The rapid expansion of the Minamata factory spurred on the local economy and as Chisso prospered, so did Minamata. This fact, combined with the lack of other industry, meant that Chisso had great influence in Minamata. At one point, over half of the tax revenue of Minamata City authority came from Chisso and its employees, and the company and its subsidiaries were responsible for creating a quarter of all jobs in Minamata. Minamata was dubbed Chisso's "castle town", in reference to the capital cities of feudal lords who ruled Japan during the Edo period.

The Chisso Minamata factory first started acetaldehyde production in 1932, producing 210 tons that year. By 1951 production had jumped to 6,000 tons per year: over 50% of Japan's total output. The chemical reaction used to produce the acetaldehyde used mercury sulfate as a catalyst. A side reaction of the catalytic cycle led to the production of a small amount of an organic mercury compound, namely methyl mercury. This highly toxic compound was released into Minamata Bay from the start of production in 1932 until 1968 when this production method was discontinued.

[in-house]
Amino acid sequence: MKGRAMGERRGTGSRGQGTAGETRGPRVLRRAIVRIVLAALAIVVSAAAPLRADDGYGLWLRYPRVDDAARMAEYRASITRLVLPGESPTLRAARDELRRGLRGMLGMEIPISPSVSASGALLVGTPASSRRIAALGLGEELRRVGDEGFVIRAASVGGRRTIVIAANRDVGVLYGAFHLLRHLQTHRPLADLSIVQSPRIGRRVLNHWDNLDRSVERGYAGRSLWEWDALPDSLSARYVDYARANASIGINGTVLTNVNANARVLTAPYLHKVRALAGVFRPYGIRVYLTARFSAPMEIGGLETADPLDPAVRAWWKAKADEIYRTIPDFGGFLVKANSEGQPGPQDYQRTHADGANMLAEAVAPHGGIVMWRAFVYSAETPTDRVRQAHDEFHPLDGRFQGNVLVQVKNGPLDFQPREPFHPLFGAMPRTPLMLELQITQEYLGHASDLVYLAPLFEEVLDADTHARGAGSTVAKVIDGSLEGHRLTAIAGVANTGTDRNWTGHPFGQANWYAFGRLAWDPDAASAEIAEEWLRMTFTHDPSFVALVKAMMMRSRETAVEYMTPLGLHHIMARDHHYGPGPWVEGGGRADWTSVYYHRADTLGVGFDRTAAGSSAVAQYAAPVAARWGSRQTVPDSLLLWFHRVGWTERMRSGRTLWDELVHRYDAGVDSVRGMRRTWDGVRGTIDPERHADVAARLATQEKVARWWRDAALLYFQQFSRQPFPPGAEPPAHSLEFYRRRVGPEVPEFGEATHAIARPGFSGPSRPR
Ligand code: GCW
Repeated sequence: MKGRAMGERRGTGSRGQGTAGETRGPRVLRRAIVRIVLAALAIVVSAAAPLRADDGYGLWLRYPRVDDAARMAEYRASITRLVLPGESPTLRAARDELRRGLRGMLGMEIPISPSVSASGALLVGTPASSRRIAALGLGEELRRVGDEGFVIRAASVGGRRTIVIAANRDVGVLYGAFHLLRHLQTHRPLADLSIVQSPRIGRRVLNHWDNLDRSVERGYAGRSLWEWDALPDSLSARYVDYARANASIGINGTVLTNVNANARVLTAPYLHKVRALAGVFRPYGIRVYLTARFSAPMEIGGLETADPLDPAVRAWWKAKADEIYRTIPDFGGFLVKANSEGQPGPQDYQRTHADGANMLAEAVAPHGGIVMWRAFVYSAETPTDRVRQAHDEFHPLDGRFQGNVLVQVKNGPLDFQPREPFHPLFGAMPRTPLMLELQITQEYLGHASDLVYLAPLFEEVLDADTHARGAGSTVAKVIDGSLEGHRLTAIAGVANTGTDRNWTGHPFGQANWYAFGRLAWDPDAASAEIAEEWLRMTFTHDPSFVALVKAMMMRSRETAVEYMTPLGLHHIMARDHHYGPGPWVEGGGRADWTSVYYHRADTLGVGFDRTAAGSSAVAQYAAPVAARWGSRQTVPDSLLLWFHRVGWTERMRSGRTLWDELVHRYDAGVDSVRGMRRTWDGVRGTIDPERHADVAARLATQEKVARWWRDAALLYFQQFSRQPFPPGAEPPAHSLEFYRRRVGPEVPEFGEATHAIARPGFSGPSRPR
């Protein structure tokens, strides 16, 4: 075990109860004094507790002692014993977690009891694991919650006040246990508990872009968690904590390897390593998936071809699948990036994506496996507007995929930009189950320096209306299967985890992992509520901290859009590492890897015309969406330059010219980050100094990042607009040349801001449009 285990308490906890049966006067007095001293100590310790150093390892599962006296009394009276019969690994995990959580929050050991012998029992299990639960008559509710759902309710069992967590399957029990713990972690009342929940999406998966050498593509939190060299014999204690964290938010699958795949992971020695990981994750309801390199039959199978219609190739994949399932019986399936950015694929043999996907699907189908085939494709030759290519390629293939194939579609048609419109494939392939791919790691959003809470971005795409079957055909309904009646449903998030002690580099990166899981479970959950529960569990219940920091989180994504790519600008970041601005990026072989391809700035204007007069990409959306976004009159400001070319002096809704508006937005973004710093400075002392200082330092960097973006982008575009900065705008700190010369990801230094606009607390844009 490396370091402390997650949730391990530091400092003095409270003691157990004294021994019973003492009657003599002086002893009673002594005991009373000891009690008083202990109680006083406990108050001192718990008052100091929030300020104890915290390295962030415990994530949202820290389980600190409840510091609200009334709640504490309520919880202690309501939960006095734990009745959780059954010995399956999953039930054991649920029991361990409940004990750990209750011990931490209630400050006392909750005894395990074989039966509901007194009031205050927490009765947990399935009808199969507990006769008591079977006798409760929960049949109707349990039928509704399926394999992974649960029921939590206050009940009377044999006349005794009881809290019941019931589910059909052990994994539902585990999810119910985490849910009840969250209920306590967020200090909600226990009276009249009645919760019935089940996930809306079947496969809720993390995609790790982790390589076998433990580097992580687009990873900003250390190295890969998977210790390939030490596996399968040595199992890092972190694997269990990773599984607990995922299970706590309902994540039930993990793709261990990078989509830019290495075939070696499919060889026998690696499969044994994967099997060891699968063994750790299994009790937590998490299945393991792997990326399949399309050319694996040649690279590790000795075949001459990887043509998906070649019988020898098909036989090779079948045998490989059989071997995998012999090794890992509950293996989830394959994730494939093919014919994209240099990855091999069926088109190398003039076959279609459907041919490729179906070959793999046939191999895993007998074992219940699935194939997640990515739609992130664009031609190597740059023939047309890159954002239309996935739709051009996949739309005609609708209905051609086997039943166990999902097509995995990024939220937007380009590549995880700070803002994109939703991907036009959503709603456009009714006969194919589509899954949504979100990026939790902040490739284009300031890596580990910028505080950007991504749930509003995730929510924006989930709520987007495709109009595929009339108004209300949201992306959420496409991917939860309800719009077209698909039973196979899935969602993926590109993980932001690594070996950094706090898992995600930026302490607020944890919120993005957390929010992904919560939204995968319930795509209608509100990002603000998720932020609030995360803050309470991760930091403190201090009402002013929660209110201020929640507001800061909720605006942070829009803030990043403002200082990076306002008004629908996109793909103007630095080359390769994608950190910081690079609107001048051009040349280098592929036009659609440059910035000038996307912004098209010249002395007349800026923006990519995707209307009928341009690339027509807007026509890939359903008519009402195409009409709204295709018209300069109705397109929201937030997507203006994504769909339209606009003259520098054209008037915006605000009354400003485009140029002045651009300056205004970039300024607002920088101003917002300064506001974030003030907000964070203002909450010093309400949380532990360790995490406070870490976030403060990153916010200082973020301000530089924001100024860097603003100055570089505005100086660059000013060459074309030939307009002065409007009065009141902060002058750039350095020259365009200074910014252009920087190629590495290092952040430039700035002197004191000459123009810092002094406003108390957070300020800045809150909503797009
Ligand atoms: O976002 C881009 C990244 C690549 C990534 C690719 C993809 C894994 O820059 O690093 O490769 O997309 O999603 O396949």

1956–1959

On April 21, 1956, a five year-old girl was examined at the Chisso Corporation's factory hospital in Minamata, Japan, a town on the west coast of the southern island of Kyūshū. The physicians were puzzled by her symptoms: difficulty walking, difficulty speaking and convulsions. Two days later, her younger sister also began to exhibit the same symptoms and was hospitalized. The girls' mother informed doctors that her neighbor's daughter was also experiencing similar problems. After a house-to-house investigation, eight further patients were discovered and hospitalized. On May 1, the hospital director to the local public health office reported the discovery of an "epidemic of an unknown disease of the central nervous system", marking the official discovery of Minamata disease.